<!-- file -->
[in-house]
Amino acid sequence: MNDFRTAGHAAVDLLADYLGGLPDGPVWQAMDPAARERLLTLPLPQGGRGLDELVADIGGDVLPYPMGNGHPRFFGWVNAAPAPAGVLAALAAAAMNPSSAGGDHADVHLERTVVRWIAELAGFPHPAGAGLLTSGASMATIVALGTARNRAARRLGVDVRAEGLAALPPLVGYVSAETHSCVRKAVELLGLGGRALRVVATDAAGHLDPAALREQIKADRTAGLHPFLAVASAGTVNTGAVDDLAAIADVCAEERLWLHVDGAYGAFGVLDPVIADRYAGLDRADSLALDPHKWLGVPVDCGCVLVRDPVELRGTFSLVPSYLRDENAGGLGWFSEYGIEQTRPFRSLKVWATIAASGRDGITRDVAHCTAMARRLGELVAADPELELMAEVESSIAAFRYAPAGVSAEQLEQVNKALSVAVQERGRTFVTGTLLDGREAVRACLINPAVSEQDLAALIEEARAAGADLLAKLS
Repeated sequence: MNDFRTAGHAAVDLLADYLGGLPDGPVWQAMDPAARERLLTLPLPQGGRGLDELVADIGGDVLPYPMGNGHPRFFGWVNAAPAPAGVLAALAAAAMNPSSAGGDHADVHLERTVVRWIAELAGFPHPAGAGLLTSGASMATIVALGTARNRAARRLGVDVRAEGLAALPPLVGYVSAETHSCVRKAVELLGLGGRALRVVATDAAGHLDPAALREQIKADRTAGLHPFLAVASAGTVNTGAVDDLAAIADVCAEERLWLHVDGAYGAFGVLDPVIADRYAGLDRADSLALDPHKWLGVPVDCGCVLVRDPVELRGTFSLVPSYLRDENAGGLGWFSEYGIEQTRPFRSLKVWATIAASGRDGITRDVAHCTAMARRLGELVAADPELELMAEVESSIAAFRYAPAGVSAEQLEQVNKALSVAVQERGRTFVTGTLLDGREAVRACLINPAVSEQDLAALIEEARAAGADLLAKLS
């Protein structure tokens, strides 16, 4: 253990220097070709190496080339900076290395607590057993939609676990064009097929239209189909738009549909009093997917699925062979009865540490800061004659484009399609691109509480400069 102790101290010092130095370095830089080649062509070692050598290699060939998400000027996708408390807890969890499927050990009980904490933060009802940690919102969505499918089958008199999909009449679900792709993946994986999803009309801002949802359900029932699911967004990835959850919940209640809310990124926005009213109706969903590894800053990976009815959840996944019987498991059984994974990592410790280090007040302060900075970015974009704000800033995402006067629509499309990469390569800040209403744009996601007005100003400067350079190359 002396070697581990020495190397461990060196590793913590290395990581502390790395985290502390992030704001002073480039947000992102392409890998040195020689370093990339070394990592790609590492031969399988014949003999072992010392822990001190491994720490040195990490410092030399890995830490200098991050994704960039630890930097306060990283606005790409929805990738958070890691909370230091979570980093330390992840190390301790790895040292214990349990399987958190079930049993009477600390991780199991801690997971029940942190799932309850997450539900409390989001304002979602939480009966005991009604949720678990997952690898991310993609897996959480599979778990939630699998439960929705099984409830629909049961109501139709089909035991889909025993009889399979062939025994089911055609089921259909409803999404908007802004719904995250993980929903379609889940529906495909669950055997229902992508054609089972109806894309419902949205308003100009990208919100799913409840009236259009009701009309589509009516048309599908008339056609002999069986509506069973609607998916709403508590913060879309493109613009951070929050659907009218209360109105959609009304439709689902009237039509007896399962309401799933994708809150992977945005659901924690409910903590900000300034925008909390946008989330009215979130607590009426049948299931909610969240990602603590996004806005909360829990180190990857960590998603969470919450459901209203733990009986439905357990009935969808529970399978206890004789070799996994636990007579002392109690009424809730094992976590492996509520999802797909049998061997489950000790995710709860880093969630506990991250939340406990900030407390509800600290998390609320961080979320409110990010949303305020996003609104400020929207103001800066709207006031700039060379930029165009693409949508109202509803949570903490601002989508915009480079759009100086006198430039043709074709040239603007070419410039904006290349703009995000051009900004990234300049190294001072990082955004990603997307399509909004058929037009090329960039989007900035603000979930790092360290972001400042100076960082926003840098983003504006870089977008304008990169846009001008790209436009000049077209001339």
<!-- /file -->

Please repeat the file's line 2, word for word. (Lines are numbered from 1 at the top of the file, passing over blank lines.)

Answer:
Amino acid sequence: MNDFRTAGHAAVDLLADYLGGLPDGPVWQAMDPAARERLLTLPLPQGGRGLDELVADIGGDVLPYPMGNGHPRFFGWVNAAPAPAGVLAALAAAAMNPSSAGGDHADVHLERTVVRWIAELAGFPHPAGAGLLTSGASMATIVALGTARNRAARRLGVDVRAEGLAALPPLVGYVSAETHSCVRKAVELLGLGGRALRVVATDAAGHLDPAALREQIKADRTAGLHPFLAVASAGTVNTGAVDDLAAIADVCAEERLWLHVDGAYGAFGVLDPVIADRYAGLDRADSLALDPHKWLGVPVDCGCVLVRDPVELRGTFSLVPSYLRDENAGGLGWFSEYGIEQTRPFRSLKVWATIAASGRDGITRDVAHCTAMARRLGELVAADPELELMAEVESSIAAFRYAPAGVSAEQLEQVNKALSVAVQERGRTFVTGTLLDGREAVRACLINPAVSEQDLAALIEEARAAGADLLAKLS